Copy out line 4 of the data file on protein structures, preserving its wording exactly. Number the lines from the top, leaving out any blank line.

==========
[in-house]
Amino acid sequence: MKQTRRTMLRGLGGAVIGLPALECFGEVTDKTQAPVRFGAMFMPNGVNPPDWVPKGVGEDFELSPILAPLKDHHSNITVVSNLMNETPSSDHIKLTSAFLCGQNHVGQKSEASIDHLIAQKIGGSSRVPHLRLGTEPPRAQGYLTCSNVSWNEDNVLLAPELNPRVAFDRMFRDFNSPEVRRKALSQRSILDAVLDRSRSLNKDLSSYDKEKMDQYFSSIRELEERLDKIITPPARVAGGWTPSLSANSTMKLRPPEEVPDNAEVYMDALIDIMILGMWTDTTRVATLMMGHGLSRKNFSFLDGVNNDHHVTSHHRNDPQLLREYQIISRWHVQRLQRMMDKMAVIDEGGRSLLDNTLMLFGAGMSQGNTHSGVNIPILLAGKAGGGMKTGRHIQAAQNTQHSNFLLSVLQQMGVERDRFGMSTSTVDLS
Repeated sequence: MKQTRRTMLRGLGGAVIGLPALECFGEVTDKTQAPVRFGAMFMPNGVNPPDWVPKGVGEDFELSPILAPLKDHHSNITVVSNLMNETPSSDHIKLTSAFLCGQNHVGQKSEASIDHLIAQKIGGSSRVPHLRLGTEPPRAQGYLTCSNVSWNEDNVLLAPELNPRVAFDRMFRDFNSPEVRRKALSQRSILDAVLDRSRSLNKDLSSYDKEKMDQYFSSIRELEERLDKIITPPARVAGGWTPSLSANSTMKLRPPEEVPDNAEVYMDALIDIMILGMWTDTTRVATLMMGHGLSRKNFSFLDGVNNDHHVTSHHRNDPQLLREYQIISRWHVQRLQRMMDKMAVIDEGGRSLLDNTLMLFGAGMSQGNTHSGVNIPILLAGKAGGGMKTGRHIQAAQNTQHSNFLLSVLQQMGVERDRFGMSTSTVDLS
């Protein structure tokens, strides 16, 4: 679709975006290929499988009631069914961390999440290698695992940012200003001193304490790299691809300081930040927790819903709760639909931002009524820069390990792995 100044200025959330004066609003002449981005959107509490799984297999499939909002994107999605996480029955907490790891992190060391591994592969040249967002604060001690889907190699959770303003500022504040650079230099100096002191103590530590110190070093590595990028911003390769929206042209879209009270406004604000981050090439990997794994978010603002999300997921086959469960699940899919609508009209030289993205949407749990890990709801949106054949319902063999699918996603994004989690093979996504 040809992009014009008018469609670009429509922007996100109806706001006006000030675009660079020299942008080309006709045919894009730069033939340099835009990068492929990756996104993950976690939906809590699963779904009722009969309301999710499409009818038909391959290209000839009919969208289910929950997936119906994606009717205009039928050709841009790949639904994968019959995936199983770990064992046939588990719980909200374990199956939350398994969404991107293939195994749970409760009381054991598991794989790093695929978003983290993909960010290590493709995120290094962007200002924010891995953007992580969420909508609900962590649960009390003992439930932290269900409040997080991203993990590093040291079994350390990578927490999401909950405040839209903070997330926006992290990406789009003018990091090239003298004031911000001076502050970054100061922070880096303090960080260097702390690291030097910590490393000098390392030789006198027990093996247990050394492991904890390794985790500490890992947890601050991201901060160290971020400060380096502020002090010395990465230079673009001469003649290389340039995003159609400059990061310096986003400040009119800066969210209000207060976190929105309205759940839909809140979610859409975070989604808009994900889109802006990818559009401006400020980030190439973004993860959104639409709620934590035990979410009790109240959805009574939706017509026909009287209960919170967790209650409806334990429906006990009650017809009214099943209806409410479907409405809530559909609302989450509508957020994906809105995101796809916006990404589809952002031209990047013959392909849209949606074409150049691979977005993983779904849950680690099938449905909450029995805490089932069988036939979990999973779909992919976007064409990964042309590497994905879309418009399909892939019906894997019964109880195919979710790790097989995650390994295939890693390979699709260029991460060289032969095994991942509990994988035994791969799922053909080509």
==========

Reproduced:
């Protein structure tokens, strides 16, 4: 679709975006290929499988009631069914961390999440290698695992940012200003001193304490790299691809300081930040927790819903709760639909931002009524820069390990792995 100044200025959330004066609003002449981005959107509490799984297999499939909002994107999605996480029955907490790891992190060391591994592969040249967002604060001690889907190699959770303003500022504040650079230099100096002191103590530590110190070093590595990028911003390769929206042209879209009270406004604000981050090439990997794994978010603002999300997921086959469960699940899919609508009209030289993205949407749990890990709801949106054949319902063999699918996603994004989690093979996504 040809992009014009008018469609670009429509922007996100109806706001006006000030675009660079020299942008080309006709045919894009730069033939340099835009990068492929990756996104993950976690939906809590699963779904009722009969309301999710499409009818038909391959290209000839009919969208289910929950997936119906994606009717205009039928050709841009790949639904994968019959995936199983770990064992046939588990719980909200374990199956939350398994969404991107293939195994749970409760009381054991598991794989790093695929978003983290993909960010290590493709995120290094962007200002924010891995953007992580969420909508609900962590649960009390003992439930932290269900409040997080991203993990590093040291079994350390990578927490999401909950405040839209903070997330926006992290990406789009003018990091090239003298004031911000001076502050970054100061922070880096303090960080260097702390690291030097910590490393000098390392030789006198027990093996247990050394492991904890390794985790500490890992947890601050991201901060160290971020400060380096502020002090010395990465230079673009001469003649290389340039995003159609400059990061310096986003400040009119800066969210209000207060976190929105309205759940839909809140979610859409975070989604808009994900889109802006990818559009401006400020980030190439973004993860959104639409709620934590035990979410009790109240959805009574939706017509026909009287209960919170967790209650409806334990429906006990009650017809009214099943209806409410479907409405809530559909609302989450509508957020994906809105995101796809916006990404589809952002031209990047013959392909849209949606074409150049691979977005993983779904849950680690099938449905909450029995805490089932069988036939979990999973779909992919976007064409990964042309590497994905879309418009399909892939019906894997019964109880195919979710790790097989995650390994295939890693390979699709260029991460060289032969095994991942509990994988035994791969799922053909080509």